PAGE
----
Criminology Goes to the Movies: Crime Theory and Popular Culture

Criminology Goes to the Movies: Crime Theory and Popular Culture

Criminology Goes to the Movies: Crime Theory and Popular Culture

Criminology Goes to the Movies: Crime Theory and Popular Culture

Excerpt

This book grew out of conversations about two problems we repeatedly encountered in our scholarship and in our teaching. As specialists in the area of crime and the media, we long ago realized that criminology is produced by not only scholars but all participants in popular culture, including everyone who rents or downloads a crime film or buys a ticket to a movie theater. In the past, we have written about the relationships between popular and academic criminology, demonstrating their overlaps and arguing that crime, while it is indeed a negative phenomenon, is also a cultural resource, one into which everyone dips for ideas about crime and justice. Discussing these matters in our writing and teaching, we often use movies as examples. This created the first problem. Not every reader of our books or student in our courses had seen the films we mentioned as illustrations. In the lead-up to this book, we tried to find a way to get our audiences on the same page— or, rather, the same screen—so they would all understand our examples.

The second and much more general problem that this book addresses is pedagogical. All students majoring in criminal justice and criminology are required to take a course in criminological theory, but as any instructor can attest, about four weeks after the course has ended, if you ask a former student something about, say, strain theory, you get an anxious look and a bit of head-scratching. Even top-notch graduate students, when asked after a lapse of several months to relate a new idea to social disorganization theory or differential association theory, will respond uncomfortably, “Which one was that again?” We concluded that students have few ways to connect the criminological theories they study with actual criminal behavior; they simply cannot visualize the theories in action. Another aspect of this problem, unfortunately, is the deadly dullness of most criminology textbooks—huge costly tomes that mainly inspire a hope for the course’s speedy conclusion.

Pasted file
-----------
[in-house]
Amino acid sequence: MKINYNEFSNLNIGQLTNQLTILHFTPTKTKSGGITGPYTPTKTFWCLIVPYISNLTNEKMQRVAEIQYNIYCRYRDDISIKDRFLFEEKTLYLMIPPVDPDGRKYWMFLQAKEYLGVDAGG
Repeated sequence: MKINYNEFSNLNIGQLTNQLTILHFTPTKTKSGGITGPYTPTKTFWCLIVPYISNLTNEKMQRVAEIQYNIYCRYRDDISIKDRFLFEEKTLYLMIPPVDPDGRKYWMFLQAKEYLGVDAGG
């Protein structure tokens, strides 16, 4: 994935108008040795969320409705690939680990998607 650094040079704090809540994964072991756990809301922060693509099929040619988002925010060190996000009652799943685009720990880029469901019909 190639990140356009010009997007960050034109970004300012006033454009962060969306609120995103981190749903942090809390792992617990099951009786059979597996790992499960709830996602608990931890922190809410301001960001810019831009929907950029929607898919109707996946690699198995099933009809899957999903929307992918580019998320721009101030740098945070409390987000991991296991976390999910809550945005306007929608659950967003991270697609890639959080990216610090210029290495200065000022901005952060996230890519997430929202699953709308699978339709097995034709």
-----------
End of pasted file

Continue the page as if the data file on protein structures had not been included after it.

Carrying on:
When we asked students if keying each theory to a specific movie would help, they responded with something close to joy. Narratives that exemplify the theories, they told us, would help them remember theoretical abstrac-

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